Côte d’Ivoire continues to experience aftershocks of the military coup in December 1999, which turned into an all-out civil war in 2002, leading to the creation of a North and South Côte d’Ivoire. This resolution was supposed to be disbanded in 2010, but there was a conflict over the results of the election for the new leader of the unified government, complicating the transition of power. This threw the country into another five months of the war. The political unrest in Côte d’Ivoire has created widespread economic instability and food security issues.
Following the conflicts in 2011, President Alassane Ouattara adopted the National Agricultural Investment Program (PNIA), and the National Development Plan (PND) in an effort to alleviate the widespread hunger in Côte d’Ivoire, as well as to repair social relations between the polarized country. The country is ushering into a new era of human rights, job creation, availability of social services, sustainable resource consumption and poverty reduction. This new phase, which will run until 2021, and is focused on decoupling agriculture from deforestation by using more sustainable farming methods, is projected to create 400,000 jobs. This shows that the aid given will cultivate lasting economic growth for the country.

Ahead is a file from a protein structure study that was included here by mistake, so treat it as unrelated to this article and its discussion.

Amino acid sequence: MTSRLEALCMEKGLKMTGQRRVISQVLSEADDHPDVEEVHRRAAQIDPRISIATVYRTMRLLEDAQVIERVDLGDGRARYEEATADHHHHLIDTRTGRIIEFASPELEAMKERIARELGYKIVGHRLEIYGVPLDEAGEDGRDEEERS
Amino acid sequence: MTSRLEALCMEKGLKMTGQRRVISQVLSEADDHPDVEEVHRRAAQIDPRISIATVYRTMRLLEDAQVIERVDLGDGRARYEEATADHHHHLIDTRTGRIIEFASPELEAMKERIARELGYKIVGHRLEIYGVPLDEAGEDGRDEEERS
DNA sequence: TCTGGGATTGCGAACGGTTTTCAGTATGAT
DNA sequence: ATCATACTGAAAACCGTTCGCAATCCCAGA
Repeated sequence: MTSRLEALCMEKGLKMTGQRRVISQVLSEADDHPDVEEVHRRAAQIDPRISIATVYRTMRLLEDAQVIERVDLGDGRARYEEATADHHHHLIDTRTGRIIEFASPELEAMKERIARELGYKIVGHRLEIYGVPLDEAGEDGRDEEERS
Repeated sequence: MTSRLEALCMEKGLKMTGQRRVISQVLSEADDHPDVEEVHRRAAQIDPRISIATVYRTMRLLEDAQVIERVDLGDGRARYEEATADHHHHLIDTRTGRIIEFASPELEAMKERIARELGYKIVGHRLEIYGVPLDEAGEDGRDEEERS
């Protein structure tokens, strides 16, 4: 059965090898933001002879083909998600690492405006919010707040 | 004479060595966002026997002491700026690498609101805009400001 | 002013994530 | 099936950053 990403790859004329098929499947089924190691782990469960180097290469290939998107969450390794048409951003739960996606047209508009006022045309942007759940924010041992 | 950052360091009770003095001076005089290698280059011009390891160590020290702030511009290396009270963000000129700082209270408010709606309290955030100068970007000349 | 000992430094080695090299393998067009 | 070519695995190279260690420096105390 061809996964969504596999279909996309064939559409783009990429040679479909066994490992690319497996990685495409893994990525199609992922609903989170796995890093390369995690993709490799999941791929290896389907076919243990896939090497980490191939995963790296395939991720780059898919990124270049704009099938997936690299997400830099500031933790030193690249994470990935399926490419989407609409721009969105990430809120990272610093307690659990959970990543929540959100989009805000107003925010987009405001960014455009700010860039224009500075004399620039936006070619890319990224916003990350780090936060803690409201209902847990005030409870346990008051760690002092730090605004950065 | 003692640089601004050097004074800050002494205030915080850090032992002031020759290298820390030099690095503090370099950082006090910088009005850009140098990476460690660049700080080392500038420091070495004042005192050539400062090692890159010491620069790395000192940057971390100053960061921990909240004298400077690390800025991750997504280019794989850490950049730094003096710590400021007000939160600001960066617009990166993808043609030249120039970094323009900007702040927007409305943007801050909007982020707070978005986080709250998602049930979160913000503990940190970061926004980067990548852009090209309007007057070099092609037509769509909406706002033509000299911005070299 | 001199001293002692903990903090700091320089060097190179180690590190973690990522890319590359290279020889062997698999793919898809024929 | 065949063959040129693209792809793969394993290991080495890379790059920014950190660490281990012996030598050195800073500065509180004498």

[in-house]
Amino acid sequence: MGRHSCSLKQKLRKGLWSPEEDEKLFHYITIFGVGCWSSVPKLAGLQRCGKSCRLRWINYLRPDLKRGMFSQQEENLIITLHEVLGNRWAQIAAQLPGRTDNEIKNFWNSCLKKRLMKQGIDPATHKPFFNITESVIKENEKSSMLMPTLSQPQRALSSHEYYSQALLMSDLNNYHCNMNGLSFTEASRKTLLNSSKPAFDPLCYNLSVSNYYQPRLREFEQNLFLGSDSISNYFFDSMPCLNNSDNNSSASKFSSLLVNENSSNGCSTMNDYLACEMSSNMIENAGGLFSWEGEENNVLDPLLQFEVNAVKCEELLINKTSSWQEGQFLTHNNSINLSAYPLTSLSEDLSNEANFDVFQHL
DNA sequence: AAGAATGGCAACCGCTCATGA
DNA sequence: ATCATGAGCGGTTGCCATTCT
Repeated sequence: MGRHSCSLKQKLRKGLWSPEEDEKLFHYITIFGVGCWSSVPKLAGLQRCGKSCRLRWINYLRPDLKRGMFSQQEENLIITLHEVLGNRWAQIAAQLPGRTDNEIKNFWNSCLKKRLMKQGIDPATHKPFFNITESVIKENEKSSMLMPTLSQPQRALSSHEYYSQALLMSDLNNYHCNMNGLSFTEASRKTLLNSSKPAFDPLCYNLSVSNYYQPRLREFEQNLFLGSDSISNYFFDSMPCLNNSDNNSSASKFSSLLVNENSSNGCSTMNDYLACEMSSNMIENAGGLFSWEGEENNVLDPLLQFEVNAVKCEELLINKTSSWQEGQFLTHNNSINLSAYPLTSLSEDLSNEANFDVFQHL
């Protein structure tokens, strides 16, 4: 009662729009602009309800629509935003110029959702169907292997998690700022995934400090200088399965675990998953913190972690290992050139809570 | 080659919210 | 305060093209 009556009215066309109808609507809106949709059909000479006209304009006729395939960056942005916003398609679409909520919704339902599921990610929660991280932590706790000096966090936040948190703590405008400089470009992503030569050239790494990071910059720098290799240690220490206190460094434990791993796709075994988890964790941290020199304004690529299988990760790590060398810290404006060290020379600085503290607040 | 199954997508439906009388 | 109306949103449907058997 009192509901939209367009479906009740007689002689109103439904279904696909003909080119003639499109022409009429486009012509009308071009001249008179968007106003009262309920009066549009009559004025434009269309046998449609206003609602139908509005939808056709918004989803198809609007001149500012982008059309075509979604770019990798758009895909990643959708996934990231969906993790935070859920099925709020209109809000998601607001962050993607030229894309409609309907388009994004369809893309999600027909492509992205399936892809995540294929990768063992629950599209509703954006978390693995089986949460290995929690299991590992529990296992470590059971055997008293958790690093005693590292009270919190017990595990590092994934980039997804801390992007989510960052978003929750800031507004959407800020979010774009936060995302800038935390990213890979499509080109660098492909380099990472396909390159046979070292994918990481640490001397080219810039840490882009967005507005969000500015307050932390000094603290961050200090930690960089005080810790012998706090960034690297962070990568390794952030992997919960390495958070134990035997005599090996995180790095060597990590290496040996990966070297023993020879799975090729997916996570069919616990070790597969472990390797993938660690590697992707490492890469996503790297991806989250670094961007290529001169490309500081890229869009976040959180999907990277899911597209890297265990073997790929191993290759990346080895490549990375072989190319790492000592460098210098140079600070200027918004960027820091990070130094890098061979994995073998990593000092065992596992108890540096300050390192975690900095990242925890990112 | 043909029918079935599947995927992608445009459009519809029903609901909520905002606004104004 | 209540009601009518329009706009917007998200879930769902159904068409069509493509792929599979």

Unfortunately, despite all the positive forward momentum in the government, Côte d’Ivoire still ranks in the bottom tenth percentile of the United Nations Development Programs Human Development Index. Twenty-three percent of the population lives below $1.25 per day. Primary school enrollment is at 50 percent. And there is still widespread hunger in Cote d’Ivoire, with 13.3 percent of the population experiencing undernourishment in 2016, and 30 percent of children under 5 years old experiencing growth stunting. The country received a global Hunger Index Score of 25.7 out of 100 in 2016.
So what’s being done about it? The World Food Program opened up a Protracted Relief and Recovery Operation to save lives and combat hunger in Côte d’Ivoire. The program has opened a school breakfast program that has fed 571,000 children. Action Against Hunger (ACF) has also started a program that has successfully provided food to 792,688 people and helped 848,698 people gain access to safe water and sanitation.
Difficulties for the future will depend on the influx of foreign aid to sustain these development projects. However, it is clear that Côte d’Ivoire is on the right track. It has reached a period of stability and has been able to focus inward on lowering hunger in Côte d’Ivoire and raising the quality of life. Things look bright for the country’s future.
– Joshua Ward